Dudley: Well, financial conditions are very important in terms of how they influence economic activity. So if the stock market is up, credit spreads are narrow, financial conditions are more buoyant, that's going to tend to make the economy stronger. The important thing for us, though, is not to overreact to every little movement in the stock market. It's got to be something that lasts for a period of time for it to actually affect household and business behavior. So if the stock market goes up, and then goes right back down, it's not going to have much consequence for the economic outlook. But if it goes up and stays up, then that's going to support, presumably, consumption through higher household wealth.
It important not to “overreact” because there is a lag between the stock market and the real economy. Stocks could head back down. Maybe the Trump rally will fade (but maybe it is less about Trump and more about cyclical improvement). In that case, it would not affect the outlook and thus shouldn’t influence the Fed’s policy decision.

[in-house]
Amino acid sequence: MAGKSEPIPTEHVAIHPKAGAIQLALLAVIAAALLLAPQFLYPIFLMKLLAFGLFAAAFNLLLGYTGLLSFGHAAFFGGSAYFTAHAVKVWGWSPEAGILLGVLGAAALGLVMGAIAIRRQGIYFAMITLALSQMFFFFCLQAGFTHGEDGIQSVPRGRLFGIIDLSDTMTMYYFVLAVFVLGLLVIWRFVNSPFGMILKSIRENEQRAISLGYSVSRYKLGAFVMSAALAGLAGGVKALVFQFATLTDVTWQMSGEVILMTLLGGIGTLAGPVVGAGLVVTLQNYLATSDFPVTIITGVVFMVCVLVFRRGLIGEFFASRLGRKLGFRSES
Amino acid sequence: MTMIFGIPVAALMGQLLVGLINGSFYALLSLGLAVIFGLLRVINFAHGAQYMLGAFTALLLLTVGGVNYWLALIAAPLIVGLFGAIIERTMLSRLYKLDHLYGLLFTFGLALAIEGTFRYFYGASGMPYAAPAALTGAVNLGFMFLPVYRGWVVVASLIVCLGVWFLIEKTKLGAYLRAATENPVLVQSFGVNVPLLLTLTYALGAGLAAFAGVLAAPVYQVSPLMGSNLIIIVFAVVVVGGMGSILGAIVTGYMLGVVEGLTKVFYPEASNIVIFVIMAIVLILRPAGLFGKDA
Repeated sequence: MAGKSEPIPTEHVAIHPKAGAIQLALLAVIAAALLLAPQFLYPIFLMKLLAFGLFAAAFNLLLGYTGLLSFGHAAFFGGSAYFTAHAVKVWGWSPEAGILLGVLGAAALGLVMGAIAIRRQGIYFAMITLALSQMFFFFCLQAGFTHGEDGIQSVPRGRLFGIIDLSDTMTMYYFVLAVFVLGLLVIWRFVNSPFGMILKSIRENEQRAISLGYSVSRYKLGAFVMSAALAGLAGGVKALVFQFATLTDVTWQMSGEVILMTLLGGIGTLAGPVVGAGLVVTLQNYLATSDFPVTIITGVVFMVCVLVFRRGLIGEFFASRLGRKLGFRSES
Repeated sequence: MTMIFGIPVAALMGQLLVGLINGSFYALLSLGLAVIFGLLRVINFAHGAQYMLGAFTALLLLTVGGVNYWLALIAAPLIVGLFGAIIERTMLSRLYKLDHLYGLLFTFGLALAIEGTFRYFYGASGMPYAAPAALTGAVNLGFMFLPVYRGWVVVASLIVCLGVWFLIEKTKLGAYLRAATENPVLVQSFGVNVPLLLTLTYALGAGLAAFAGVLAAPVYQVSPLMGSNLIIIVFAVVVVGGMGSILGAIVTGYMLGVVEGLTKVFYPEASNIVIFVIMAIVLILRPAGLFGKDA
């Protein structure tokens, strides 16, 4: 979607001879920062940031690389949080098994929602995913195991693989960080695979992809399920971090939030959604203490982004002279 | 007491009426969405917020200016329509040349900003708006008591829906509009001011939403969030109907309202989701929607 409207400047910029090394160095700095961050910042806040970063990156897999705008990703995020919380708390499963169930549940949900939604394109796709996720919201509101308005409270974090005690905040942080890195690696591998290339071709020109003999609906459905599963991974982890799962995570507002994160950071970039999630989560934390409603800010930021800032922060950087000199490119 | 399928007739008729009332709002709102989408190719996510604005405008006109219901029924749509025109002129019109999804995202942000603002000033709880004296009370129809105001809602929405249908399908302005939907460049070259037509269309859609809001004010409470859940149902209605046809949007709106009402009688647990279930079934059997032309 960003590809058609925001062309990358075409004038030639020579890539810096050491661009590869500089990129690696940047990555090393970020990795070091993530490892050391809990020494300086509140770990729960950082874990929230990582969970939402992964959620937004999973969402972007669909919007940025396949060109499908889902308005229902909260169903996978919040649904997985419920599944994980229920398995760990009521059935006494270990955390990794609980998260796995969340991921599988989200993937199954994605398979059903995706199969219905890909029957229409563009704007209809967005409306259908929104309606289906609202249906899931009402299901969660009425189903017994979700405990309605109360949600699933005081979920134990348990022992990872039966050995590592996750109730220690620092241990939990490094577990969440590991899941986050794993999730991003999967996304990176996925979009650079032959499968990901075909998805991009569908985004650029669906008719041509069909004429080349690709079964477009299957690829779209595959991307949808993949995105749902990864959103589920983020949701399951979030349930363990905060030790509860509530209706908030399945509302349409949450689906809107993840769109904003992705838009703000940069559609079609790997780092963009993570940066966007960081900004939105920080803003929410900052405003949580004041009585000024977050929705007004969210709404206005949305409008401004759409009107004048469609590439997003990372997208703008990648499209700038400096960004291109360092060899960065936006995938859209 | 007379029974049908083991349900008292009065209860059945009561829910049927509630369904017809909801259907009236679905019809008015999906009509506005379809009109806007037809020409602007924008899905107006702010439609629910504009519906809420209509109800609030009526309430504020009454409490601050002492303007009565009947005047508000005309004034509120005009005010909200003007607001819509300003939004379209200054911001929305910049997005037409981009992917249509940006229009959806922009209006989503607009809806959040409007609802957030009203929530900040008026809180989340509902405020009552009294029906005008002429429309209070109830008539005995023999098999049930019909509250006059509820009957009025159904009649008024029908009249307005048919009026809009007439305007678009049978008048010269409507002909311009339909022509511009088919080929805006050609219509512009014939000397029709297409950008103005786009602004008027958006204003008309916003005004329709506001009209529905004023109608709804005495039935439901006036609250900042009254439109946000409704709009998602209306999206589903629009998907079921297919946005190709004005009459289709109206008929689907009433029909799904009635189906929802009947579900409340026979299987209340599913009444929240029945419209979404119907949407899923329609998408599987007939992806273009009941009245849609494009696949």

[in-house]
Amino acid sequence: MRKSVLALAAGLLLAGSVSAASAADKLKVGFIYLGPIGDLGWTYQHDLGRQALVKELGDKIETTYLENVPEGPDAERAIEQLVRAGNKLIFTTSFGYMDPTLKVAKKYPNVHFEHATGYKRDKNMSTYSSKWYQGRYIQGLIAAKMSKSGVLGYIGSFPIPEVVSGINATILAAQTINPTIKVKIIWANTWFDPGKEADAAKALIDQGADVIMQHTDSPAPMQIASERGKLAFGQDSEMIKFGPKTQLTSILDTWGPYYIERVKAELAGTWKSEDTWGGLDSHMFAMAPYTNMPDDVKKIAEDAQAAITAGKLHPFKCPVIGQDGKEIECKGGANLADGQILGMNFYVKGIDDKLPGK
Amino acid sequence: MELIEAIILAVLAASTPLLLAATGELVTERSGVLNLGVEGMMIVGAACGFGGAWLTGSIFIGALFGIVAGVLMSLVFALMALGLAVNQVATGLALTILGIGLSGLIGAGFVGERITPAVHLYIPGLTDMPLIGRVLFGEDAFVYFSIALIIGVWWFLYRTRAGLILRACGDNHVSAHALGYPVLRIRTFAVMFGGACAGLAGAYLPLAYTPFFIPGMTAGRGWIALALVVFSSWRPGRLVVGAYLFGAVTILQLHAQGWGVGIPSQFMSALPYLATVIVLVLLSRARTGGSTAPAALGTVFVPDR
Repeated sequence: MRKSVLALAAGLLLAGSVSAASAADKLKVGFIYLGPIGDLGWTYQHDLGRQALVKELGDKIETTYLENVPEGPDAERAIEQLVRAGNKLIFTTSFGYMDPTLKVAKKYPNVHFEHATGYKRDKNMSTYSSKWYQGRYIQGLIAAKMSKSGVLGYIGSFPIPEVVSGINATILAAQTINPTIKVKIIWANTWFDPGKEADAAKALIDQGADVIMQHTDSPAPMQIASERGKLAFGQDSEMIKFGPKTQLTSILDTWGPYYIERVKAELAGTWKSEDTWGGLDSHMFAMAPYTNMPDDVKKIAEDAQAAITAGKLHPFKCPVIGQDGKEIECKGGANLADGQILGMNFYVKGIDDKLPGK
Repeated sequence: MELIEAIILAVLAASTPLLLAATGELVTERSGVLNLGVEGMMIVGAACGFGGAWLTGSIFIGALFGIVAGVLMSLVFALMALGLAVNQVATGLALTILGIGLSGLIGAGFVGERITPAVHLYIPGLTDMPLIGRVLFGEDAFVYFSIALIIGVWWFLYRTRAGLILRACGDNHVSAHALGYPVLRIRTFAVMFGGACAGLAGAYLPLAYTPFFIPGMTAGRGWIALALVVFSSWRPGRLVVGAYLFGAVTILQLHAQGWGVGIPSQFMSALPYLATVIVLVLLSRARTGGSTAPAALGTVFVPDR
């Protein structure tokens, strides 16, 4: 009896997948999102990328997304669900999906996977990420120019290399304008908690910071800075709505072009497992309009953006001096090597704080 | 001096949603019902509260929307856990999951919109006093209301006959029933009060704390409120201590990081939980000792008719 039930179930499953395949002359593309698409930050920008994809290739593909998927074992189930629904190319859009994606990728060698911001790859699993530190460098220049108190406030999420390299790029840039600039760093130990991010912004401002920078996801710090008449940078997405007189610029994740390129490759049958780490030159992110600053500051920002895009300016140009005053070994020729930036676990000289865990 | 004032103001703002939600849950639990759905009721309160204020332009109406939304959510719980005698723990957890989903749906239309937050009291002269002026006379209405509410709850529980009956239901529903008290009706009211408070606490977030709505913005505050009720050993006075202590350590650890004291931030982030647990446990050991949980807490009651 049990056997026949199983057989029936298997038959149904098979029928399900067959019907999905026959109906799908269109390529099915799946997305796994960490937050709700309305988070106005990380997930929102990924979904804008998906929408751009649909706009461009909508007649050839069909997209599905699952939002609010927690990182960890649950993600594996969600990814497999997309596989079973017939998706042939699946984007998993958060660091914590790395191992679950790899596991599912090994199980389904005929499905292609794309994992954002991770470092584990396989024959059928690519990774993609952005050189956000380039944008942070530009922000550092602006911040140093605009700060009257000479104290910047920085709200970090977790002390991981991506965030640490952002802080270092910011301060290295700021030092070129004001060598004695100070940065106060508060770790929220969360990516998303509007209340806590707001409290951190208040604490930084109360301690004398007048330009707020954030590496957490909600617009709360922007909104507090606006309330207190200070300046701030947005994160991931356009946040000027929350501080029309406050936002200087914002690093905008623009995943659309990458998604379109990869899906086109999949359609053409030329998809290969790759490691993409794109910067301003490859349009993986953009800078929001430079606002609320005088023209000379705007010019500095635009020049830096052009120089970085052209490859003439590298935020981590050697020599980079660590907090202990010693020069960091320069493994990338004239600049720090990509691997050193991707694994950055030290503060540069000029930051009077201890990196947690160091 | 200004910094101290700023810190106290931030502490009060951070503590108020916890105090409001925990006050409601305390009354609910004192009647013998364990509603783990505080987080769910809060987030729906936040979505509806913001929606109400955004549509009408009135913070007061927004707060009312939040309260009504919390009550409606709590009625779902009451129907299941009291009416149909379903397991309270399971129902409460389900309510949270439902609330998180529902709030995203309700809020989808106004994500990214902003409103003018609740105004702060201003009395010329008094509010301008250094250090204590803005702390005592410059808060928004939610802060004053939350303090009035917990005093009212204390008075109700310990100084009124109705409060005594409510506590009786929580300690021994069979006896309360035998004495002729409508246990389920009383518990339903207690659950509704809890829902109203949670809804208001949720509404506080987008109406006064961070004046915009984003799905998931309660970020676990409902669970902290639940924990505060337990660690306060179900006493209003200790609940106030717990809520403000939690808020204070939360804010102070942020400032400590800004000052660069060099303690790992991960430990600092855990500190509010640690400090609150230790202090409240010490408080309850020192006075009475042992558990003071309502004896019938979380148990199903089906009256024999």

But those confidence surveys, that’s the ticket, right? Well, maybe not:
Quest: What do you believe you're seeing at the moment?
Dudley: Well, there's no question that animal spirits have been unleashed a bit post the election. Stock market is up a lot. Household and business confidence have increased significantly. There's a survey of small businesses that showed a very large increase in December and sustained that increase in January. So, there's no question that sentiment has improved quite markedly post the election.
Quest: That -- animal spirits or whatever you want to call it -- that market influence. It transmits itself around to the entire economy, doesn't it?